A good reaction: chemical engineering in the UK


International engineering graduates looking for work and a global energy company’s graduate scheme – read on to learn how EURES bridges the gap to find a solution which pleases everyone. When Portuguese student Sonia Martins, 24, completed her MSc in Chemical Engineering in Porto, she was left wondering what her next move would be, and, equally importantly, where she wanted it to take place. Having completed a two-month summer course in Norway in 2007 which complemented her studies, after her exams she thought “why not go abroad again?”

Her original search targeted Germany and the Netherlands as she wanted to see what kind of jobs were available in these traditional engineering centres. Then, in February 2008, she came across a EURES advertisement in a Portuguese newspaper advertising for chemical engineers. Sonia didn’t waste any time and immediately sent off the filled-out application form to EURES UK. “It was very simple indeed – and I soon heard back from Susan Oyston, my EURES Adviser in the UK, asking for my CV.”

In May 2008 Sonia was invited to the UK for an interview with Doosan Babcock, a global energy company with which EURES UK has an ongoing collaboration: “I knew that I must have done quite well when I was contacted the next day to ask for my certificates! A week later a formal job offer was made, which I accepted immediately.” In August Sonia moved to Crawley in the south of England to start on the Doosan Babcock graduate scheme. The programme is a two-year scheme during which time Sonia will experience working in each of the company’s departments. For a further two years she will then specialise in her chosen sector. “It’s great: I will work on a range of projects, from research and development to sales and marketing, and when we’re ‘on-site’ this could be anywhere in the world where we have a plant, from South Africa to Brazil.”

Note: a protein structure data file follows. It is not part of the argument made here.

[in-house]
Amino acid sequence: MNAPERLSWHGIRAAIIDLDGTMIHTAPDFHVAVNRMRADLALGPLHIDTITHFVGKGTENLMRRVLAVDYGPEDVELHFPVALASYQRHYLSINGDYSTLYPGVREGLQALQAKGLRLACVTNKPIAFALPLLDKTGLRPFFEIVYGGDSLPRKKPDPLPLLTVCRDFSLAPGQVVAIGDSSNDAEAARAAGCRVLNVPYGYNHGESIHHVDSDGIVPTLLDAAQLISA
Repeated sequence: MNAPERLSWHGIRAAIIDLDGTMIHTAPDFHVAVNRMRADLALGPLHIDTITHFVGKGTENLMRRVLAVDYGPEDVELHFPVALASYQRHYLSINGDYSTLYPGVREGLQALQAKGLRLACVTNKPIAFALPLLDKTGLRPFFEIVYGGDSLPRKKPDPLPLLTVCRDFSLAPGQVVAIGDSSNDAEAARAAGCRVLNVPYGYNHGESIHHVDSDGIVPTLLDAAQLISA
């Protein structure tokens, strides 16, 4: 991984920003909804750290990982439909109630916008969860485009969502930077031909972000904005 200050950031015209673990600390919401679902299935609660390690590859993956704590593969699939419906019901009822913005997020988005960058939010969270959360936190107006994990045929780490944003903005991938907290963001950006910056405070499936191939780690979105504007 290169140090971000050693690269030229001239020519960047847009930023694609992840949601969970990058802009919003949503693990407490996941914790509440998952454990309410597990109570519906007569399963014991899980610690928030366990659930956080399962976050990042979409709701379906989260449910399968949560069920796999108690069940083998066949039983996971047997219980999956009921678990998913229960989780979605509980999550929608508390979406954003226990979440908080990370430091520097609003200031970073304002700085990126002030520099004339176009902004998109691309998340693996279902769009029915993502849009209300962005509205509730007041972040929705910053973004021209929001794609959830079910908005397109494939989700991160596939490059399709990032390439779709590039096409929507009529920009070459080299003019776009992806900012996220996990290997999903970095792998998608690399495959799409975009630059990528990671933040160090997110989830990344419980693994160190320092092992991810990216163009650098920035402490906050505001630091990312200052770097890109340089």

Sonia is really enjoying life in the UK, where she has met lots of interesting people from all over the world. “My graduate colleagues include four fellow Portuguese, and others from England, Nepal, India and Iran to name but a few – and I‘m living with people from France and Zimbabwe.” Sonia is also becoming acquainted with the local cuisine: “Fish and chips are okay, but not every day!” Unlike many people who are shocked by the weather in Britain, Sonia is coping with it very well. “It’s true that it does rain quite a lot here but I come from the north of Portugal and the weather there is not so different. However, the living costs are higher than at home – but being so near London on the train is a real bonus so this is not a big problem.”

Sonia has so far worked in processes and performance examining the processes involved in energy production, as well as in sales and marketing where she has been familiarising herself with the company’s marketing strategy. “I’m learning a lot and am very glad that I saw the EURES advertisement in the paper that day. I’m not sure which department I’d like to specialise in – in fact I think the trouble will be narrowing it down. For the next four years I know where I will be, and it’s nice to know that, thanks to budget airlines, friends and family are just a flight away.”

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